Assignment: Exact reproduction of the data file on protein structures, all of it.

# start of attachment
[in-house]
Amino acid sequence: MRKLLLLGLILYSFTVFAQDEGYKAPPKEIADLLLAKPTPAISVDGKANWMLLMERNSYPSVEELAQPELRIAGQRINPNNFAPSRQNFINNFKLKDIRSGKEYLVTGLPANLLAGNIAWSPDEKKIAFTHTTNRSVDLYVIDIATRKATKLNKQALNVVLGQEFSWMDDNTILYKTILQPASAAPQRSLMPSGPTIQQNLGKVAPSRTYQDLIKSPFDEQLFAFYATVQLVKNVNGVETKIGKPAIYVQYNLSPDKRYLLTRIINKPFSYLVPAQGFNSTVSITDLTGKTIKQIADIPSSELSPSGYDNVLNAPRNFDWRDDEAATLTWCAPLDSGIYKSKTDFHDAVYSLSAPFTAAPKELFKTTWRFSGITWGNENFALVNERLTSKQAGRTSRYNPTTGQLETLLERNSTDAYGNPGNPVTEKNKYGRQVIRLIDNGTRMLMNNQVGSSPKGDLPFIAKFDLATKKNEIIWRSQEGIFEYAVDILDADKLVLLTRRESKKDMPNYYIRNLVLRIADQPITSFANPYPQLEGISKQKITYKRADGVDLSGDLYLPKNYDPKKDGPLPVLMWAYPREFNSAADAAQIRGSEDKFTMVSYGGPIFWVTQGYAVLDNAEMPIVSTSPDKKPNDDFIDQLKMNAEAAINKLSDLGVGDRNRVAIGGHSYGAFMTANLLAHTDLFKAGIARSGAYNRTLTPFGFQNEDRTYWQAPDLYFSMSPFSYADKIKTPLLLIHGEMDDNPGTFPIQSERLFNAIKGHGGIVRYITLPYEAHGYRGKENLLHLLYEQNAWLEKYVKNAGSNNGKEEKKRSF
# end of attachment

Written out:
[in-house]
Amino acid sequence: MRKLLLLGLILYSFTVFAQDEGYKAPPKEIADLLLAKPTPAISVDGKANWMLLMERNSYPSVEELAQPELRIAGQRINPNNFAPSRQNFINNFKLKDIRSGKEYLVTGLPANLLAGNIAWSPDEKKIAFTHTTNRSVDLYVIDIATRKATKLNKQALNVVLGQEFSWMDDNTILYKTILQPASAAPQRSLMPSGPTIQQNLGKVAPSRTYQDLIKSPFDEQLFAFYATVQLVKNVNGVETKIGKPAIYVQYNLSPDKRYLLTRIINKPFSYLVPAQGFNSTVSITDLTGKTIKQIADIPSSELSPSGYDNVLNAPRNFDWRDDEAATLTWCAPLDSGIYKSKTDFHDAVYSLSAPFTAAPKELFKTTWRFSGITWGNENFALVNERLTSKQAGRTSRYNPTTGQLETLLERNSTDAYGNPGNPVTEKNKYGRQVIRLIDNGTRMLMNNQVGSSPKGDLPFIAKFDLATKKNEIIWRSQEGIFEYAVDILDADKLVLLTRRESKKDMPNYYIRNLVLRIADQPITSFANPYPQLEGISKQKITYKRADGVDLSGDLYLPKNYDPKKDGPLPVLMWAYPREFNSAADAAQIRGSEDKFTMVSYGGPIFWVTQGYAVLDNAEMPIVSTSPDKKPNDDFIDQLKMNAEAAINKLSDLGVGDRNRVAIGGHSYGAFMTANLLAHTDLFKAGIARSGAYNRTLTPFGFQNEDRTYWQAPDLYFSMSPFSYADKIKTPLLLIHGEMDDNPGTFPIQSERLFNAIKGHGGIVRYITLPYEAHGYRGKENLLHLLYEQNAWLEKYVKNAGSNNGKEEKKRSF